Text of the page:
Tim Cook shares thoughts on cryptocurrencies and reveals that he has personally invested in them

In an interview with the New York Times today, Apple CEO Tim Cook spoke about the future of Augmented Reality (AR) and shared his opinion on cryptocurrencies like Bitcoin.

Speaking to Andrew Ross Sorkin for the DealBook online conference, Cook said that Apple is “looking at” crypto but has no plans to make any announcements in the near future. He mentioned that in contrast to Tesla, Apple does not plan to invest in cryptocurrencies as a company because it believes its shareholders will not buy its shares to trade cryptocurrencies. This further sets the company apart from Tesla, which is in short accepts bitcoin as payment for his cars.

Cook said Apple has no “immediate future” plans to accept cryptocurrencies as a means of payment for products or through Apple Pay.

“It’s something we’re looking at, it’s not something we’re about to do. I would characterize it as having things that I wouldn’t do, like our cash on hand. I wouldn’t invest that in crypto, not because I wouldn’t invest my own money in crypto, but because I don’t think people are buying Apple stock to get into crypto. So if that’s what they want to do, there are other ways they can directly invest in crypto. And that’s why I wouldn’t do that. I have no intention of using crypto as a means of bidding for our products in the near future, but there are other things that we are definitely looking into. “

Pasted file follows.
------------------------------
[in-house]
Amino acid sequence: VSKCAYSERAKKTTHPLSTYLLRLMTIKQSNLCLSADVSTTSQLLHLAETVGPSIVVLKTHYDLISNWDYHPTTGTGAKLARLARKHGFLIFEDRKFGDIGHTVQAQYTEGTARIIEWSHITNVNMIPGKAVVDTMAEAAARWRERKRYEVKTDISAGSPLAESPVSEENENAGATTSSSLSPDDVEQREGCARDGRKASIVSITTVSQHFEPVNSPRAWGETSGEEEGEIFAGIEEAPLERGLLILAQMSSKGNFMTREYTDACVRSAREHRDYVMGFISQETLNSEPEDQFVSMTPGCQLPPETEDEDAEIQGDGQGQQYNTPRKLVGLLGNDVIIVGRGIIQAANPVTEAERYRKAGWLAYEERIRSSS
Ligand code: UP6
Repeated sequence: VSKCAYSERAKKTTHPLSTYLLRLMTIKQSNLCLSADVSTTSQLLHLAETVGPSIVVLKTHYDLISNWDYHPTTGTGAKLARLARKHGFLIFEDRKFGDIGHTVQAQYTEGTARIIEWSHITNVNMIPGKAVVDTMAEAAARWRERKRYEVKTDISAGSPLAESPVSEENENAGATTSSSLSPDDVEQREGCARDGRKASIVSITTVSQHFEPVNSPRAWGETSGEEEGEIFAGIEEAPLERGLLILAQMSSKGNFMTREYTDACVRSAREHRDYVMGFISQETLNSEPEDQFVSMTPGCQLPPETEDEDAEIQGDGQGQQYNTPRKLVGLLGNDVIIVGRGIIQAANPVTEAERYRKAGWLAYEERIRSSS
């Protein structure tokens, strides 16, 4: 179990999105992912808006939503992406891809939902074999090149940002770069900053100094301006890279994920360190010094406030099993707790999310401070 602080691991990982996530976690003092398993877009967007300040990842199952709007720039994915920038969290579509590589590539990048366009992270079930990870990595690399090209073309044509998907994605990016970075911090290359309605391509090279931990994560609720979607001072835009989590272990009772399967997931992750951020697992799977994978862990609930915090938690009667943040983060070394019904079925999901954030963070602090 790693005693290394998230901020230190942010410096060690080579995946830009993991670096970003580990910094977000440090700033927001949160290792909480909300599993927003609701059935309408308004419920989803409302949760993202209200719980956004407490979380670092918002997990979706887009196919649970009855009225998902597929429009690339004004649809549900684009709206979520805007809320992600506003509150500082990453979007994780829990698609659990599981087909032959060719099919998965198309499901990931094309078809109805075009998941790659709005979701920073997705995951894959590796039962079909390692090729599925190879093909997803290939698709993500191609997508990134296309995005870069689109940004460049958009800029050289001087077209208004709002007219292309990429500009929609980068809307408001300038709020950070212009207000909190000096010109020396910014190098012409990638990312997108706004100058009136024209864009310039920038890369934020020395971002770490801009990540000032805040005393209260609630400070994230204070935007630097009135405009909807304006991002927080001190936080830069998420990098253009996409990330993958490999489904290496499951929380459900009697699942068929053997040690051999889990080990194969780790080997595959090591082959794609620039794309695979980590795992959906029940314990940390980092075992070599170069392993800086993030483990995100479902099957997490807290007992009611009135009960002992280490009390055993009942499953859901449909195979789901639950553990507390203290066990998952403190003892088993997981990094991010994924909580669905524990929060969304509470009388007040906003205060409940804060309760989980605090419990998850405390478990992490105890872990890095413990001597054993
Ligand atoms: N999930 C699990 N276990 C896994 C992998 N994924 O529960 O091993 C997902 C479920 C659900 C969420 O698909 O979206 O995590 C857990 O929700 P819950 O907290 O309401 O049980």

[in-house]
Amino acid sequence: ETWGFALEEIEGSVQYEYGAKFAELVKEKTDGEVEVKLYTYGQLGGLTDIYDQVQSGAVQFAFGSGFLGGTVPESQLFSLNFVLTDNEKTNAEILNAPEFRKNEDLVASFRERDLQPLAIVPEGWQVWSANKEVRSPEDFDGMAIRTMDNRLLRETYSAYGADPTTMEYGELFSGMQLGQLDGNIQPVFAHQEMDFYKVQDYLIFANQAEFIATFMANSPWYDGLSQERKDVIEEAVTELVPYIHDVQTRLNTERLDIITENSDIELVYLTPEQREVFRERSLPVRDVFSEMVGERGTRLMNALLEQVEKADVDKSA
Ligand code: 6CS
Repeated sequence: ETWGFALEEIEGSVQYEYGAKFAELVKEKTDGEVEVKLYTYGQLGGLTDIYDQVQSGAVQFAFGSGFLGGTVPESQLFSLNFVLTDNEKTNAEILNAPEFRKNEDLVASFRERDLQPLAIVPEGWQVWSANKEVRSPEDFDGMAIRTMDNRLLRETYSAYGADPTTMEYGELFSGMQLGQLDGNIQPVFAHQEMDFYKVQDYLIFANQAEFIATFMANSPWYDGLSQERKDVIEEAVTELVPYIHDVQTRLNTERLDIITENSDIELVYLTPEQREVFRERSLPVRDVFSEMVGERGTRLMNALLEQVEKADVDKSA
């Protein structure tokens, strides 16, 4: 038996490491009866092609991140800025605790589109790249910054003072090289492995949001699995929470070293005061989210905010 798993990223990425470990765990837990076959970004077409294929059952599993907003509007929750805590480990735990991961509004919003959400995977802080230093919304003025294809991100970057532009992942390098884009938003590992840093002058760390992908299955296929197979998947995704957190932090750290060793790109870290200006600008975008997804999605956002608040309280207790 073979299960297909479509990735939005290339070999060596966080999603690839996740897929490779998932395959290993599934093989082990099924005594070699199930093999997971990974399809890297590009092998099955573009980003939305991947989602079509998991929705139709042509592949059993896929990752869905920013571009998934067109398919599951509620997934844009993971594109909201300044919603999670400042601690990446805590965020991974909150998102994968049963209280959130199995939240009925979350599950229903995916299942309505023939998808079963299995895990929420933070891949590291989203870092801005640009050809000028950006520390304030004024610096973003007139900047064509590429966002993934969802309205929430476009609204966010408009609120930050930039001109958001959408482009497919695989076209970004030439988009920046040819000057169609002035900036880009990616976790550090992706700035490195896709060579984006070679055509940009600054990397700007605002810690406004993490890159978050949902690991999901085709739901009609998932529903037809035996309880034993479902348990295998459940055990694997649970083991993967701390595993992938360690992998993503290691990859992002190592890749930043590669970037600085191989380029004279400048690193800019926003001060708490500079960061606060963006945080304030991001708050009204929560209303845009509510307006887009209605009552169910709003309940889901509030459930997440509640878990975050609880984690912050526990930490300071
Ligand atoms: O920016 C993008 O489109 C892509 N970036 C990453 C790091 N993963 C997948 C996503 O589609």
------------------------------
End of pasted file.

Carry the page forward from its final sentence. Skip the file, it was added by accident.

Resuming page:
Interestingly, Apple’s CEO announced that he owns cryptocurrencies himself and said, “It is reasonable to own them as part of our diversified portfolio.” He added that this did not mean that he was providing “investment advice” to anyone. In a similar context, Cook said the concept of NFTs was “interesting” but “it will take a while to develop in a way that is appropriate for the mainstream person”.

This is the first time Tim Cook has taken a personal look at the cryptocurrency in spite of Jennifer Bailey, Apple Pay’s 2019 vice president speaking about the term potential. “

New York Times

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